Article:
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  1. My story is set in the 1920s, so I use some of that time slang. I tried to suggest the time and place in the opening scene, without actually telling it. I’m happy to say, quite a few people guessed it’s Chicago and many also guessed the Twenteis – mostly fo rmy mention of the Model T 😉

    I think, it you can pull it off, setting is a powerful tool to make the reader ‘feel’ to be there… and it takes more than just description.
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    1. That is absolutely true. And getting readers to feel like they’re there makes a good novel turn great.

    • Hilary on April 20, 2015 at 2:01 AM

    Hi J .. Quiet – sometimes an essential in life, and so often the less said the better .. we can glean more, or imply more and I’m sure these traits apply in a story line too .. cheers and here’s to a quiet week – Hilary
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    1. Yes. Like the quiet before the storm.

  2. Some version of:

    If you always do what you’ve always done
    You’ll always get what you’ve always gotten.
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    1. Good quote.

  3. Ooh, very good advice, thank you! My paranormal romance series is set in Cornwall, and a friend recently set me the challenge to include local words and phrases in upcoming novels. I totally agree that they add to the flavour and feel of a story.
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    1. I feel this sudden urge to introduce you to my other commenter, Hilary. Her A to Z posts have a ton of information on Cornwall.

      1. Why, thank you! I will take a look…
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        1. 🙂

  4. Sounds are often neglected and what’s seen more is more prominent. I loved this post because I think what we hear or don’t hear can be powerful in a story.
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    1. Oh yes. Subtle sounds, not just the obvious heartbeats and high-heel clicks.

  5. I have missed you. I kinda had to slip away because my son was undergoing some serious stuff. He is okay right now (for which I am so very thankful to my Savior and my God). I have read some of your posts.WONDERFUL! This post rings true to me and brings into my remembrance a quote. “Don’t underestimate the value of doing nothing, of just going along, listening to all the things you can’t hear, and not bothering.” There is a saying about the unwritten in stories. That’s the part the readers hear on their own.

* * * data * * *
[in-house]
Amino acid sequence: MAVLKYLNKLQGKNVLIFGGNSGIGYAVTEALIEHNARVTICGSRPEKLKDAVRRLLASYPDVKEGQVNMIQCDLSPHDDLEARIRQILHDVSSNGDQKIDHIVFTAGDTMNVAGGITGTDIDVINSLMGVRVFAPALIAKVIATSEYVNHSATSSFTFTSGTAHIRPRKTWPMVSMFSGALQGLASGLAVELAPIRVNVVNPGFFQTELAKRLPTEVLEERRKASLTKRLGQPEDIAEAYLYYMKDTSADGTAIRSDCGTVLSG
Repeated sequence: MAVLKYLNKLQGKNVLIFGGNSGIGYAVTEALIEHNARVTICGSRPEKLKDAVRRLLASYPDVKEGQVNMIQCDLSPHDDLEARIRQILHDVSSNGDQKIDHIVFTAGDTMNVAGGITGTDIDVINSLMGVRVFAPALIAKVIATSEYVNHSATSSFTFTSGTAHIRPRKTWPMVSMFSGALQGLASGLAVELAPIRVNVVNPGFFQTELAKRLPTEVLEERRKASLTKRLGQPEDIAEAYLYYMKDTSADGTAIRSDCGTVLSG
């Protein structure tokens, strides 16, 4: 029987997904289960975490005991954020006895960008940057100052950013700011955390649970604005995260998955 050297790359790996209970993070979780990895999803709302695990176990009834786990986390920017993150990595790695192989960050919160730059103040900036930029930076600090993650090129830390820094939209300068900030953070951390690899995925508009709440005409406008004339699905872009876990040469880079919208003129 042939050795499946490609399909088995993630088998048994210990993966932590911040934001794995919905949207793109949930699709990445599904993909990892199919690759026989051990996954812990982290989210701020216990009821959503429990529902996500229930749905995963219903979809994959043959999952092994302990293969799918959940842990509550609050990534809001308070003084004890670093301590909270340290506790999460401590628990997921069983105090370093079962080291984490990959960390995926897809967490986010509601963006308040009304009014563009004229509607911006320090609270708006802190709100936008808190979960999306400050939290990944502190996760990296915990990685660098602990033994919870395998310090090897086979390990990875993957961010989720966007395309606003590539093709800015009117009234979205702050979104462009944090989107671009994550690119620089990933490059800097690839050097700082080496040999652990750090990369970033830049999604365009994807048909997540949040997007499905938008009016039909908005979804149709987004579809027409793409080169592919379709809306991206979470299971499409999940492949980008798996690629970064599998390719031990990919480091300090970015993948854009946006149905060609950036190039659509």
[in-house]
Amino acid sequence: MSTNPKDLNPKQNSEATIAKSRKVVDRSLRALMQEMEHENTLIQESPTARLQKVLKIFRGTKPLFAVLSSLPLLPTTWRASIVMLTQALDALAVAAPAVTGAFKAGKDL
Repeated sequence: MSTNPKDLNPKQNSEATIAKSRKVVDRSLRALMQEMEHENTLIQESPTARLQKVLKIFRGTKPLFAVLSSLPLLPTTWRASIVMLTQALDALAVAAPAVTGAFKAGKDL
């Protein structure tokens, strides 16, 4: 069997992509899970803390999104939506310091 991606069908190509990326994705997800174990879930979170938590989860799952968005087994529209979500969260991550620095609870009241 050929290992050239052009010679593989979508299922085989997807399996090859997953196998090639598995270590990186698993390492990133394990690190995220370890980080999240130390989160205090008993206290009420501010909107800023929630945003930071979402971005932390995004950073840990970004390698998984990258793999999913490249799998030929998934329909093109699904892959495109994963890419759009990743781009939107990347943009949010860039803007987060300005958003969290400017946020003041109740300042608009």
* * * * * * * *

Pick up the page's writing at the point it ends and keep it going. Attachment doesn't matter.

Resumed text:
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    1. I’m glad that he’s doing better.

  6. I do try to remember to include my setting as a character. Gives a more sensory experience, I think.
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    1. Yes, that it does. Draws the reader in.

    • Allison on April 20, 2015 at 7:07 PM

    Though, banging a Uey and drinking from a bubbler could be somewhere else as well — I’ve heard both applied here in Portland Oregon (thanks to the Benson bubblers…). But, it is a great idea to try and add details like that — adds a touch of realism.
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    1. Those darn Bostonians, moving across the country and taking their lingo with them! Or maybe blame the Irish immigrants that first grew the Boston population.
      I considered that Valley Girl speak would be an example as well, but I’m not sure how many people under 40 would get what I meant.

    • Debra on April 20, 2015 at 11:08 PM

    There’s a list floating around of words that used to mean something totally different. Like buxom used to mean shy.
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    1. Yes, I think I’ve seen the list.

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